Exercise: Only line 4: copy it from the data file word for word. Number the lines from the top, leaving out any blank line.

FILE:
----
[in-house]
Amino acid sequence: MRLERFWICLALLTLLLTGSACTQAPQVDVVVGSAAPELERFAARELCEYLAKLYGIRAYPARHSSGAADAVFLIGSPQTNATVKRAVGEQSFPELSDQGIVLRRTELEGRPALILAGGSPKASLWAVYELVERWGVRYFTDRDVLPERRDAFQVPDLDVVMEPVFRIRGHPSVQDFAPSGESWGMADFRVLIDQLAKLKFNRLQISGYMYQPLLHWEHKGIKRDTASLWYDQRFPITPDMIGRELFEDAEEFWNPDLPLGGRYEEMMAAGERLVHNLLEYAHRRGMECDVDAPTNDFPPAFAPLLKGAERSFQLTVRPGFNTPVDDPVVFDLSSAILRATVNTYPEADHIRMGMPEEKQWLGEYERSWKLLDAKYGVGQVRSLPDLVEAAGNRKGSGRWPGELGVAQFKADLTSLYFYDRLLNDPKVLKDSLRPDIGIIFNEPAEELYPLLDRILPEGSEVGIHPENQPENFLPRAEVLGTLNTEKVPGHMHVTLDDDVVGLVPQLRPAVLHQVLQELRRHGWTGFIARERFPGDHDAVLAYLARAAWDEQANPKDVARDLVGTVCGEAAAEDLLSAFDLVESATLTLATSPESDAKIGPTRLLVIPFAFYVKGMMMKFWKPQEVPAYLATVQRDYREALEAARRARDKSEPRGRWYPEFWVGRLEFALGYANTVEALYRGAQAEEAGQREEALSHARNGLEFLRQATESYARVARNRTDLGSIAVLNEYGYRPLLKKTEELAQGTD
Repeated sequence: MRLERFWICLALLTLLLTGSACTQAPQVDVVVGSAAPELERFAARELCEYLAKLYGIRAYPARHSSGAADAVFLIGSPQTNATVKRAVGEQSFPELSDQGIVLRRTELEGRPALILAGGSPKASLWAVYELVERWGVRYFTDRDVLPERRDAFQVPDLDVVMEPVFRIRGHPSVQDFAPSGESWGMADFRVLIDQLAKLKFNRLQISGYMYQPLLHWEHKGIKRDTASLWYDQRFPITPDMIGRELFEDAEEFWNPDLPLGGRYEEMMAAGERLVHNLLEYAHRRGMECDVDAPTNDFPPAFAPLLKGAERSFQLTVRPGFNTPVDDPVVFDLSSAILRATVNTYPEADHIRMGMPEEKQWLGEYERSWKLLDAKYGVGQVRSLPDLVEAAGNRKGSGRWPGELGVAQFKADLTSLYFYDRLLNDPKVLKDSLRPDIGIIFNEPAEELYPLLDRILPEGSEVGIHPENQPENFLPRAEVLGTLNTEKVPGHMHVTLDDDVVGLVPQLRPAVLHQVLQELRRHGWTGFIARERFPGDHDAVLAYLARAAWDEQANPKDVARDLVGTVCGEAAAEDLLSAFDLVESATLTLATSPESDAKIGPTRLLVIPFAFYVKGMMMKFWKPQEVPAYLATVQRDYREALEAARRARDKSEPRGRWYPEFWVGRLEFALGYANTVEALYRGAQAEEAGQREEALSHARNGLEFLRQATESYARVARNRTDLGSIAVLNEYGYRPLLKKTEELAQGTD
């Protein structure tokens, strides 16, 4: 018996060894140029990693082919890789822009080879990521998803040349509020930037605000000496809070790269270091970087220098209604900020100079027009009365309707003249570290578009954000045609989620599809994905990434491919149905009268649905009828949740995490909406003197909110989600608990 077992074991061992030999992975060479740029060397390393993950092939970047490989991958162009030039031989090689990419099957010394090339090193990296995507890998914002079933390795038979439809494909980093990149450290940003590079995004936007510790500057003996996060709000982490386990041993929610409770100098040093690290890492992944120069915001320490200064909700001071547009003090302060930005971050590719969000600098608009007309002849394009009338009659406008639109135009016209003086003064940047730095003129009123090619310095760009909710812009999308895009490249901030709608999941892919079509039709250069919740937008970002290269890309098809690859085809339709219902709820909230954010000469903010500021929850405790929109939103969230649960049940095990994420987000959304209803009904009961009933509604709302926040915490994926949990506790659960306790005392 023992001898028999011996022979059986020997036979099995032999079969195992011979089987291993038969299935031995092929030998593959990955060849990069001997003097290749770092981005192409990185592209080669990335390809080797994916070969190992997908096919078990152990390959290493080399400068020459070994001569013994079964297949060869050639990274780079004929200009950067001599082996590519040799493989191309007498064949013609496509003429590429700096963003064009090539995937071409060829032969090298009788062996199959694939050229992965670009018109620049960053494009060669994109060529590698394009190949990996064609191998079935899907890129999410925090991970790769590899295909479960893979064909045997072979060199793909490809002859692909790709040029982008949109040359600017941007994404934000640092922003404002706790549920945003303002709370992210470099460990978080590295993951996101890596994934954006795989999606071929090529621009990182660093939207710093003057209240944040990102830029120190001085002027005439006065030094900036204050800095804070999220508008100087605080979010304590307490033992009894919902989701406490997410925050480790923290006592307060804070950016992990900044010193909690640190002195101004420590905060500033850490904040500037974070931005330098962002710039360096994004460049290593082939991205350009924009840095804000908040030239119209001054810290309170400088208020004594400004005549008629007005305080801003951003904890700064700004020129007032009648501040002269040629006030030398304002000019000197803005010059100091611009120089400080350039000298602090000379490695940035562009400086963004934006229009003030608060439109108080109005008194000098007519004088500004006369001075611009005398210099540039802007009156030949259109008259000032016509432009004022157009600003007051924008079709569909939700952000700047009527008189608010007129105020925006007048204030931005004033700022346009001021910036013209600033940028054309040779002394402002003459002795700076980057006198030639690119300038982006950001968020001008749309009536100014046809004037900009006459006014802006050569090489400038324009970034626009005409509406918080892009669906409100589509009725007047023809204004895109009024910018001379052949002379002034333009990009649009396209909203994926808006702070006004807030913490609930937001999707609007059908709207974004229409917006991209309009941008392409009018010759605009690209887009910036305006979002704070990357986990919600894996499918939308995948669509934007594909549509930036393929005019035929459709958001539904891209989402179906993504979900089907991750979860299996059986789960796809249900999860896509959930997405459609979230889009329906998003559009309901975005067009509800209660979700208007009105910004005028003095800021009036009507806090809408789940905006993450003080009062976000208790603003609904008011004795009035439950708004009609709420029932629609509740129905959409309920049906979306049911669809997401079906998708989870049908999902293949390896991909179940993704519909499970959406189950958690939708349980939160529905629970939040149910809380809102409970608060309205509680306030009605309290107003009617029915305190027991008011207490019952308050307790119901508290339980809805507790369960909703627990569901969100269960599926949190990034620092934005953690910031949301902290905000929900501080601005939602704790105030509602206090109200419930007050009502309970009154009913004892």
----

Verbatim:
């Protein structure tokens, strides 16, 4: 018996060894140029990693082919890789822009080879990521998803040349509020930037605000000496809070790269270091970087220098209604900020100079027009009365309707003249570290578009954000045609989620599809994905990434491919149905009268649905009828949740995490909406003197909110989600608990 077992074991061992030999992975060479740029060397390393993950092939970047490989991958162009030039031989090689990419099957010394090339090193990296995507890998914002079933390795038979439809494909980093990149450290940003590079995004936007510790500057003996996060709000982490386990041993929610409770100098040093690290890492992944120069915001320490200064909700001071547009003090302060930005971050590719969000600098608009007309002849394009009338009659406008639109135009016209003086003064940047730095003129009123090619310095760009909710812009999308895009490249901030709608999941892919079509039709250069919740937008970002290269890309098809690859085809339709219902709820909230954010000469903010500021929850405790929109939103969230649960049940095990994420987000959304209803009904009961009933509604709302926040915490994926949990506790659960306790005392 023992001898028999011996022979059986020997036979099995032999079969195992011979089987291993038969299935031995092929030998593959990955060849990069001997003097290749770092981005192409990185592209080669990335390809080797994916070969190992997908096919078990152990390959290493080399400068020459070994001569013994079964297949060869050639990274780079004929200009950067001599082996590519040799493989191309007498064949013609496509003429590429700096963003064009090539995937071409060829032969090298009788062996199959694939050229992965670009018109620049960053494009060669994109060529590698394009190949990996064609191998079935899907890129999410925090991970790769590899295909479960893979064909045997072979060199793909490809002859692909790709040029982008949109040359600017941007994404934000640092922003404002706790549920945003303002709370992210470099460990978080590295993951996101890596994934954006795989999606071929090529621009990182660093939207710093003057209240944040990102830029120190001085002027005439006065030094900036204050800095804070999220508008100087605080979010304590307490033992009894919902989701406490997410925050480790923290006592307060804070950016992990900044010193909690640190002195101004420590905060500033850490904040500037974070931005330098962002710039360096994004460049290593082939991205350009924009840095804000908040030239119209001054810290309170400088208020004594400004005549008629007005305080801003951003904890700064700004020129007032009648501040002269040629006030030398304002000019000197803005010059100091611009120089400080350039000298602090000379490695940035562009400086963004934006229009003030608060439109108080109005008194000098007519004088500004006369001075611009005398210099540039802007009156030949259109008259000032016509432009004022157009600003007051924008079709569909939700952000700047009527008189608010007129105020925006007048204030931005004033700022346009001021910036013209600033940028054309040779002394402002003459002795700076980057006198030639690119300038982006950001968020001008749309009536100014046809004037900009006459006014802006050569090489400038324009970034626009005409509406918080892009669906409100589509009725007047023809204004895109009024910018001379052949002379002034333009990009649009396209909203994926808006702070006004807030913490609930937001999707609007059908709207974004229409917006991209309009941008392409009018010759605009690209887009910036305006979002704070990357986990919600894996499918939308995948669509934007594909549509930036393929005019035929459709958001539904891209989402179906993504979900089907991750979860299996059986789960796809249900999860896509959930997405459609979230889009329906998003559009309901975005067009509800209660979700208007009105910004005028003095800021009036009507806090809408789940905006993450003080009062976000208790603003609904008011004795009035439950708004009609709420029932629609509740129905959409309920049906979306049911669809997401079906998708989870049908999902293949390896991909179940993704519909499970959406189950958690939708349980939160529905629970939040149910809380809102409970608060309205509680306030009605309290107003009617029915305190027991008011207490019952308050307790119901508290339980809805507790369960909703627990569901969100269960599926949190990034620092934005953690910031949301902290905000929900501080601005939602704790105030509602206090109200419930007050009502309970009154009913004892």